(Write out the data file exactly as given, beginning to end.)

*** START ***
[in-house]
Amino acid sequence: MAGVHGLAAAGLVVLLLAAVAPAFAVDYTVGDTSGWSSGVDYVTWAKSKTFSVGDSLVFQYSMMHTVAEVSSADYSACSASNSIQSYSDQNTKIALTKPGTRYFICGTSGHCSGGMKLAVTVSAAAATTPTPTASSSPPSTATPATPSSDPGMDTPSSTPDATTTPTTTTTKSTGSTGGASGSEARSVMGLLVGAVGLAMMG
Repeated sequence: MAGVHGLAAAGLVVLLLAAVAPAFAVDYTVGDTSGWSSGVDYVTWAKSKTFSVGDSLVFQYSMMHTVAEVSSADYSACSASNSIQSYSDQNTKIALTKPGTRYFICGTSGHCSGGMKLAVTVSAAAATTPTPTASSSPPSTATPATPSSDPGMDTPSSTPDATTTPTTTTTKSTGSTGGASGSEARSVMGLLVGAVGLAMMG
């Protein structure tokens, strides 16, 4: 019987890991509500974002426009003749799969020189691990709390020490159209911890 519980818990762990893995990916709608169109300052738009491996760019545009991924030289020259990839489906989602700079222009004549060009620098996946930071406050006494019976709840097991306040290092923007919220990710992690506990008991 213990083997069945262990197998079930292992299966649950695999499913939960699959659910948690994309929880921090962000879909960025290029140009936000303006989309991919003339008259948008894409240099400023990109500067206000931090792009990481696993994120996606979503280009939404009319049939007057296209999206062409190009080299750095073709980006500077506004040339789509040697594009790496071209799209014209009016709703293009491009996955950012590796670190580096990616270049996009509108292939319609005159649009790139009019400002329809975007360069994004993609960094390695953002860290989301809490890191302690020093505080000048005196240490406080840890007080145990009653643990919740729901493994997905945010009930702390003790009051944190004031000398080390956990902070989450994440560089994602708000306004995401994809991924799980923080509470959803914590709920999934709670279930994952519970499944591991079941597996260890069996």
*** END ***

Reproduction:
[in-house]
Amino acid sequence: MAGVHGLAAAGLVVLLLAAVAPAFAVDYTVGDTSGWSSGVDYVTWAKSKTFSVGDSLVFQYSMMHTVAEVSSADYSACSASNSIQSYSDQNTKIALTKPGTRYFICGTSGHCSGGMKLAVTVSAAAATTPTPTASSSPPSTATPATPSSDPGMDTPSSTPDATTTPTTTTTKSTGSTGGASGSEARSVMGLLVGAVGLAMMG
Repeated sequence: MAGVHGLAAAGLVVLLLAAVAPAFAVDYTVGDTSGWSSGVDYVTWAKSKTFSVGDSLVFQYSMMHTVAEVSSADYSACSASNSIQSYSDQNTKIALTKPGTRYFICGTSGHCSGGMKLAVTVSAAAATTPTPTASSSPPSTATPATPSSDPGMDTPSSTPDATTTPTTTTTKSTGSTGGASGSEARSVMGLLVGAVGLAMMG
């Protein structure tokens, strides 16, 4: 019987890991509500974002426009003749799969020189691990709390020490159209911890 519980818990762990893995990916709608169109300052738009491996760019545009991924030289020259990839489906989602700079222009004549060009620098996946930071406050006494019976709840097991306040290092923007919220990710992690506990008991 213990083997069945262990197998079930292992299966649950695999499913939960699959659910948690994309929880921090962000879909960025290029140009936000303006989309991919003339008259948008894409240099400023990109500067206000931090792009990481696993994120996606979503280009939404009319049939007057296209999206062409190009080299750095073709980006500077506004040339789509040697594009790496071209799209014209009016709703293009491009996955950012590796670190580096990616270049996009509108292939319609005159649009790139009019400002329809975007360069994004993609960094390695953002860290989301809490890191302690020093505080000048005196240490406080840890007080145990009653643990919740729901493994997905945010009930702390003790009051944190004031000398080390956990902070989450994440560089994602708000306004995401994809991924799980923080509470959803914590709920999934709670279930994952519970499944591991079941597996260890069996």